Weir has other ideas about in-class writing assignments that can be used to prompt discussion:

At best, writing loosens embedded thoughts, but even at its worst it provides discussion fodder. Another time-tested way to break the stall is the two-minute essay. Rephrase the question at hand and give students two minutes to write about it. Ask a few students to paraphrase what they’ve written and reopen the discussion floor. As remarks come, ask follow-up questions and brainstorm examples.

As a humanities scholar, and one who assigns a lot of reading, I think discussions are too important to give up on.  It’s easier to lecture–easier for faculty (past their first few years of constant lecture-writing and being fearful of not having enough material to fill the time), and easier for students to just sit back and check out.  Just because we’re lecturing doesn’t mean that anyone is listening!

For all my efforts, though, I get one class about every 8-10 years that utterly resists my efforts to draw them into conversations.  (And as I have noted before, because my classes are usually all about sex and violence, students usually have a lot of opinions!)  I chalk it up to some mistakes on my part, but in my (happily few) experiences with a class like this, it has more to do with the particular mixture of student personalities.  Either there are not enough, or no students at all who are openly enthusiastic about the material and participating in discussions, or there are too many people who create a psychological undertow that actively works against the development of a group dynamic that would support a free exchange of ideas.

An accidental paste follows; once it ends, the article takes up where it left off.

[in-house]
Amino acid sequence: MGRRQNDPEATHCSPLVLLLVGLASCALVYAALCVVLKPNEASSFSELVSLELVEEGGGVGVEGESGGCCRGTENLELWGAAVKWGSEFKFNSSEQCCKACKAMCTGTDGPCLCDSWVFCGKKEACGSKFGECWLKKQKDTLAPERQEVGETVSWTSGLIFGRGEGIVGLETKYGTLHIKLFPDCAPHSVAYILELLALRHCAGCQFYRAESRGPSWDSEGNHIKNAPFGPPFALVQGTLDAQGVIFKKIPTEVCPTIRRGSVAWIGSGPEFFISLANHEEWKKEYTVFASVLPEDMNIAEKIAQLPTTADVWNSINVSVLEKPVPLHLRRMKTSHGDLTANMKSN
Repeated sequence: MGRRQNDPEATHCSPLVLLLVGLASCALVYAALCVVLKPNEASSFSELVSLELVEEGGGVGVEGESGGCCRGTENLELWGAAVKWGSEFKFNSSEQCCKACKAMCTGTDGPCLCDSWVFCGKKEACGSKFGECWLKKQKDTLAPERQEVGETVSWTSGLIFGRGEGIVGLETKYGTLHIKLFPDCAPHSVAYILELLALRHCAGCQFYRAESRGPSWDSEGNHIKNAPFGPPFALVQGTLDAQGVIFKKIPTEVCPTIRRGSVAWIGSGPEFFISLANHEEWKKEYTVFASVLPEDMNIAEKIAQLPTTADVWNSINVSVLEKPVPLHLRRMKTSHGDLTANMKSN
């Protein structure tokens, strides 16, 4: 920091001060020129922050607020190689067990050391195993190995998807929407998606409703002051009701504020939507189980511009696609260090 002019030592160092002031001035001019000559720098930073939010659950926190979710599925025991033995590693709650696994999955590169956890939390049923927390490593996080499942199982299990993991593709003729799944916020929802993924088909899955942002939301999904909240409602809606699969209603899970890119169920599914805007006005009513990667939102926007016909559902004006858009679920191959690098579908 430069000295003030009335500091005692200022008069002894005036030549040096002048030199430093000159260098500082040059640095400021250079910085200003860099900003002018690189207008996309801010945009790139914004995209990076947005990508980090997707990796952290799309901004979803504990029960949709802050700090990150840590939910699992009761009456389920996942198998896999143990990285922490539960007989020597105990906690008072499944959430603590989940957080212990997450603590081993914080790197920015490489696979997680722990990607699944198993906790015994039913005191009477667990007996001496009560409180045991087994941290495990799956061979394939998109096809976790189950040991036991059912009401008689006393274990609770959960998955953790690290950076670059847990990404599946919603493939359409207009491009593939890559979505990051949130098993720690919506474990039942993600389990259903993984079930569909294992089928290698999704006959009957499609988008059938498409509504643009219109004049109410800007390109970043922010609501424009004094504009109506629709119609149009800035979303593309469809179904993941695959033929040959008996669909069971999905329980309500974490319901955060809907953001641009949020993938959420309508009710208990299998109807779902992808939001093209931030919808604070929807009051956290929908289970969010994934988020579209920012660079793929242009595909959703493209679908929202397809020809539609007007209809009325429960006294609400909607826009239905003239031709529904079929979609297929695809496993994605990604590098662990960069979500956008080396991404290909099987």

What do you think of Weir’s advice?  What do you do when you get one of those classes that remains totally passive?

0 thoughts on “Is this going to be a discussion?